For the past three years, in the weeks leading up to training camp, New York Jets tackle Kelvin Beachum has set aside three days for fasting and prayer. This retreat has always come before a major life event. The first year he got engaged soon after. The second year he got married. This year, Beachum has stepped into the middle of a humanitarian crisis taking place in his own neighborhood.
The city of Newark, N.J., has had a growing concern about lead contamination in its water systems for years, and last year handed out free free water filters to thousands of homes. The water filters didn’t work. This summer, the government pledged to hand out free water to the citizens of Newark, who stood in the August heat for hours, only to find out that many of the waters’ “best-by” date had expired.
So the day after the Jets’ last preseason game, Beachum stepped in, donating $10,000 to the United Way of Essex and West Hudson, and helping create distribution centers in Newark’s South Ward. Beachum himself stayed at the center all day, handing out water bottles he helped pay for.
“Where I stay at and where [the Jets’] facility is at, the water comes from the same place as Newark,” Beachum told SBNation. “But there, the pipes haven’t been fixed, whereas the pipes in suburban towns like Madison, Morristown, Chatham, and Livingston have. I took issue with that.”
There’s a water crisis happening in #Newark — in our own backyard. I’ve donated $10K to @UnitedWayEWH to supply water to those in need & am delivering to families who are unable to reach distribution sites. We are called to serve. Let’s be part of the solution. Matthew 22:36-40 pic.twitter.com/uvwIGyvLfx
— Kelvin Beachum (@KelvinBeachumJr) August 30, 2019
While Beachum said he doesn’t want to make this moment about race relations, he felt obliged to point out that in rich, predominately white areas, the water crisis has been solved, whereas the poor, and more racially diverse areas, still wait for solutions.
“I knew it was an area that was underrepresented and underfunded, but not to this level,” Beachum said about Newark. “You just don’t see this happening in very rich, Caucasian neighborhoods … I’m a person of color. I have three kids. This isn’t an issue that’s going to affect other populations in this country. Flint hasn’t affected other populations in this country. We live in one of the richest countries in the world, and we’re not making sure that people have one of the most basic human rights: access to clean water.”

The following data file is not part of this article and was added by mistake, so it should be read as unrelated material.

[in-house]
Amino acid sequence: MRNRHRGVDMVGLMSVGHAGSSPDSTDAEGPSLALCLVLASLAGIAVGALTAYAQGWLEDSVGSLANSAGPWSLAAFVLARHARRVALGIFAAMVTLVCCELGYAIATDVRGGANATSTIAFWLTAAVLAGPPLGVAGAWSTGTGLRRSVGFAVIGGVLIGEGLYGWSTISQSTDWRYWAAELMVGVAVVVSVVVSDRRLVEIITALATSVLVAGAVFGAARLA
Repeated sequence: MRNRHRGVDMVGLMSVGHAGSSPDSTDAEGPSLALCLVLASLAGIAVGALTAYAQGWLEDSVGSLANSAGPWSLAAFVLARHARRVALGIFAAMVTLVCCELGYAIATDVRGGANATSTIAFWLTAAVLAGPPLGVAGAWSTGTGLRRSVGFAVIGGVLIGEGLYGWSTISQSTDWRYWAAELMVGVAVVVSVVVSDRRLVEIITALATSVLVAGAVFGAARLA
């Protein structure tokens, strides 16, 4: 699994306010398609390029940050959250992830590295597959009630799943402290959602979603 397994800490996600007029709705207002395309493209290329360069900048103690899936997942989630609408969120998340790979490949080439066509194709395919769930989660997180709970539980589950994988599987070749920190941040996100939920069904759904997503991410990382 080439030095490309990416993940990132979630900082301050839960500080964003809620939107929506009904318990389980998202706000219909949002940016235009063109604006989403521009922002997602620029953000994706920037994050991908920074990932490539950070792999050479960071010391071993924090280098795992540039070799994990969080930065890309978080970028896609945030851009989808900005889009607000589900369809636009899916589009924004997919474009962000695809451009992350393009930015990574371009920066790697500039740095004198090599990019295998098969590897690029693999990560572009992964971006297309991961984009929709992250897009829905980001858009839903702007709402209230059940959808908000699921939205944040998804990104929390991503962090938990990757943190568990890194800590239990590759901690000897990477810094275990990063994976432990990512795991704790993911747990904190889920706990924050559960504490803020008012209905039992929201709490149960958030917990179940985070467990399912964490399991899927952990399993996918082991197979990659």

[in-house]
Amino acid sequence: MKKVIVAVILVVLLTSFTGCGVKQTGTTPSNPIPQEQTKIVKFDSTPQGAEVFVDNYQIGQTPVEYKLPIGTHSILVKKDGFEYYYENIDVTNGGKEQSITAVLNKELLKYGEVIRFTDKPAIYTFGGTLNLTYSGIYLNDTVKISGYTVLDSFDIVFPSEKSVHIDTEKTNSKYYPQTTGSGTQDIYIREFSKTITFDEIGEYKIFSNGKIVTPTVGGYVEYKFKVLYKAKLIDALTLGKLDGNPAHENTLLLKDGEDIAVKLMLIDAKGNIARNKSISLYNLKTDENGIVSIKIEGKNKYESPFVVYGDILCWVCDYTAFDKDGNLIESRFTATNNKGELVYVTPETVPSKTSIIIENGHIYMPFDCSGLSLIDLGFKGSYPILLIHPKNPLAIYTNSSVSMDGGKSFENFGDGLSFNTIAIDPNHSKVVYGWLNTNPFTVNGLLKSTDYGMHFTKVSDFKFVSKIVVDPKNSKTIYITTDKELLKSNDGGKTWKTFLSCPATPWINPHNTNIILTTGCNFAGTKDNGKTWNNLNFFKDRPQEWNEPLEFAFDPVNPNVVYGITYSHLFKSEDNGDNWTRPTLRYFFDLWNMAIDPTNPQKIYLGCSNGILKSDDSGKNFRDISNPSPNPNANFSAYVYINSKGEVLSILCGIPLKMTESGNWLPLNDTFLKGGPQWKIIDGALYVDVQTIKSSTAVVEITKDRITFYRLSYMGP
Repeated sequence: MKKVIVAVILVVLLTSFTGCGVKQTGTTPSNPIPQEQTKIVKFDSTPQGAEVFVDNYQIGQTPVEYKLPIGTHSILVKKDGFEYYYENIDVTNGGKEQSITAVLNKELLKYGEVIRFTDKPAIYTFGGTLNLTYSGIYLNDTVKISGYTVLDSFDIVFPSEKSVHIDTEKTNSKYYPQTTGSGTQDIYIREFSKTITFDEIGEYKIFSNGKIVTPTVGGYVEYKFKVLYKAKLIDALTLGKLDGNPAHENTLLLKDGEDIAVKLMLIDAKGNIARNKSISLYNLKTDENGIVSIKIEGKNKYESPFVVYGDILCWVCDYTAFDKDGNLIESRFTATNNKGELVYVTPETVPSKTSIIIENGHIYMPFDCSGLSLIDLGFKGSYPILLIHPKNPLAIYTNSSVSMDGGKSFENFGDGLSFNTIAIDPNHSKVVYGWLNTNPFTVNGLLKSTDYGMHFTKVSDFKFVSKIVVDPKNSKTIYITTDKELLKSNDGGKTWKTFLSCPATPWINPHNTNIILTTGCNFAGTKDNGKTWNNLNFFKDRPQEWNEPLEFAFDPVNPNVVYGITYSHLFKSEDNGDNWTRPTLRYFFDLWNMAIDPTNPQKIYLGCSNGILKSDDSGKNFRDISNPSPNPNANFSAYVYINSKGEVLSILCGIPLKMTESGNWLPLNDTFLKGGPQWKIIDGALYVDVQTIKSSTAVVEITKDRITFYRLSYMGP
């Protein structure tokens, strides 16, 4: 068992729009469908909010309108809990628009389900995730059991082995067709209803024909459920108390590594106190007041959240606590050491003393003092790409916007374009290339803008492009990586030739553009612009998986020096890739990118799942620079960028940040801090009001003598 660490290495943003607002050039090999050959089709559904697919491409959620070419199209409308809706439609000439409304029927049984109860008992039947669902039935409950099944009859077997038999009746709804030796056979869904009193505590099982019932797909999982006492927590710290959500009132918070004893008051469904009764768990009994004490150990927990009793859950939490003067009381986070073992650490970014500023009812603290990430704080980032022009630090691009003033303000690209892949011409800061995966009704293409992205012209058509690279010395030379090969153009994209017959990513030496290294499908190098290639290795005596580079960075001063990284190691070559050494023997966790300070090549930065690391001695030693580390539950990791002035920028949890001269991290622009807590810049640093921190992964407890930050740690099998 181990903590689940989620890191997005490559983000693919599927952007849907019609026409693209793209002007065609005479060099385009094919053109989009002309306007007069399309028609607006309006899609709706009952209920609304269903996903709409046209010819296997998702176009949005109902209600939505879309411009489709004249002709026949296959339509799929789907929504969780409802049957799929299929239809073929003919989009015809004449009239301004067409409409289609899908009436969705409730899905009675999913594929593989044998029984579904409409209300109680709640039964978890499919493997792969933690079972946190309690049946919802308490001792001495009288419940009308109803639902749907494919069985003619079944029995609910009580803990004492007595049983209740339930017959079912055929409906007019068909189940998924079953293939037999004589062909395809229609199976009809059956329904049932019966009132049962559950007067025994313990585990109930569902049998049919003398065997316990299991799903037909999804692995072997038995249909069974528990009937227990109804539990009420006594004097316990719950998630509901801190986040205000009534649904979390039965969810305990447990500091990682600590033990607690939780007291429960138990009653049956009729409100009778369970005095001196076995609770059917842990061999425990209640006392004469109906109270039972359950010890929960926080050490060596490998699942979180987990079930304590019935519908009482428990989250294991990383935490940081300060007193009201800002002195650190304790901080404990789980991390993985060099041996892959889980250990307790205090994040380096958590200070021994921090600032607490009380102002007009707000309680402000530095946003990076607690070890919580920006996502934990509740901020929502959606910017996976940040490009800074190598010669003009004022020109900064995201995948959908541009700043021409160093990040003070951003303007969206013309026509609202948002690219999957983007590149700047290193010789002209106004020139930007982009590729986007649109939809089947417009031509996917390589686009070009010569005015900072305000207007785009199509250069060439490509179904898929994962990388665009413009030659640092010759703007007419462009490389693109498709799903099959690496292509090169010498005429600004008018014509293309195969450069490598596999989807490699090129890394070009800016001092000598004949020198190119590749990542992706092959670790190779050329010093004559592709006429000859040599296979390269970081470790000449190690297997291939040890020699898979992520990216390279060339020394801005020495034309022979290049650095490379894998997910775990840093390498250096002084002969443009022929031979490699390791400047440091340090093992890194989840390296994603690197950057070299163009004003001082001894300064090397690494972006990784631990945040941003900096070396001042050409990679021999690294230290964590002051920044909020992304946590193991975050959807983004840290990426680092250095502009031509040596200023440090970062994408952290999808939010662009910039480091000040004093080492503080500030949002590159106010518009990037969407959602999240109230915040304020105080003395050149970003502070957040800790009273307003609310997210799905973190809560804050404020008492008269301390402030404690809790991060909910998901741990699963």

A team of volunteers, including Beachum, delivered water bottles to residents who couldn’t drive to get it, including the home of two young kids living with their grandmother, who was about to spend her last $20 buying clean water.
“It’s a help, but we gave that to them on Friday, and if you’re rationing water out, that might have gotten them to Wednesday or Thursday,” Beachum said. “Then they’ve got to go get more water. I don’t think people think about it in that context.”
Beachum has lobbied his teammates and the NFL to get involved in the crisis as well.
“I am going to ask and I’m going to keep asking,” Beachum says. “Where people are being affected by this is 15 to 20 minutes from the practice facility that we visit every single day. The NFL headquarters on Fifth Avenue is maybe a 35-minute drive away. If it was your water, wouldn’t you want somebody to say something? But it ain’t your water, so you don’t care that much. That’s how I see it.”
Responding this crisis wasn’t what Beachum expected following his time of fasting and prayer, but that’s the point: making himself available for whatever God wants him to do.
“By fasting before God, I can better discern what His will is for my life,” Beachum wrote for The Increase recently. “It’s not as if I always hear His audible voice, but when I get in the Word, I’m allowing Him to convict me and show me ways in which I can be doing better — having better discipline, becoming a better evangelist, becoming better at drawing others to Him. I literally sit, read, pray and sleep. Sit, read, pray and sleep. I repeat this over and over until I’m done. By listening to His Word as it speaks to my heart, I’m able to recollect what He’s done in my life, refocus on what He’s doing, and realign my heart to prepare for what He’s about to do.”
For those interested in helping with the Newark water crisis, text WATER to 20222 to make a $10 donation to the United Way of Essex and West Hudson.
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